Younger home buyers aged in their 20s and 30s, who were once seen as being reluctant to enter the housing market, are now driving its recovery during the COVID-19 pandemic, according to the Wall Street Journal.
Even before the pandemic began, so-called millennials were starting to increase their home buying activity, accounting for more than half of all new home loans last year. And younger buyers have remained just as active in the first few months of this year too, according to the Journal, which cites data from realtor.com.
The large size of the millennial generation has led to predictions that they’ll have a lasting impact on the housing market. Millennials are now the largest living generation in the U.S., having surpassed baby boomers, according to data from Pew Research Center. The largest segment of millennial births occurred in 1990, and people born in that year are just turning 30 now.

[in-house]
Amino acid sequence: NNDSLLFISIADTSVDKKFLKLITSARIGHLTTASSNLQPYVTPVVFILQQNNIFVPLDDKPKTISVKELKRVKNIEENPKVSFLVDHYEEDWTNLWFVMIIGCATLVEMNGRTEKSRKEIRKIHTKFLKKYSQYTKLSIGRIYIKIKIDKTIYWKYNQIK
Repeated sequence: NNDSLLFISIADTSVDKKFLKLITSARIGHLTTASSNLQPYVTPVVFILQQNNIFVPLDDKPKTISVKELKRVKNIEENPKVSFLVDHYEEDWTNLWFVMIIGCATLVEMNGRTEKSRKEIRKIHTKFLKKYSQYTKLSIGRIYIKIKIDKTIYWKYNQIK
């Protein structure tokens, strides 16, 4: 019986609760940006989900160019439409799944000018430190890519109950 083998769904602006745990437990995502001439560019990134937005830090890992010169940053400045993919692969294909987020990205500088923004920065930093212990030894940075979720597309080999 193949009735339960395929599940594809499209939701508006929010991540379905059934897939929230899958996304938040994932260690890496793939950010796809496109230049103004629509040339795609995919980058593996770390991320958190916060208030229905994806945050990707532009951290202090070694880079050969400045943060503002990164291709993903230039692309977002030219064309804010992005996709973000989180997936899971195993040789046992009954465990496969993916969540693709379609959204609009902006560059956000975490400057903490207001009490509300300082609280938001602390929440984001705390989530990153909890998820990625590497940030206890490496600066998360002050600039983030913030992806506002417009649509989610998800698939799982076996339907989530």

“We anticipate as they turn 31 and 32, we’ll just see homebuying demand grow,” Odeta Kushi, deputy chief economist at First American Financial Corp., told the Journal.
First American is forecasting millennials to buy as many as 15 million homes in the next 10 years.
Existing-home sales surged nearly 25% in July, reaching their highest seasonally adjusted annual rate since December 2006, according to the National Association of Realtors. First-time buyers comprised 34% of sales in July, up from 32% a year earlier.
The pandemic and low interest rates - currently under 3% - are also serving as an incentive for young adults to finally buy, experts say.
“Millennials, they’re roaring into home buying age,” Rick Arvielo, chief executive of mortgage lender New American Funding, told the Journal. “What the industry’s been talking about for a decade is whether they’re going to follow their predecessor generations in terms of their desire to own homes. … They have the same desires.”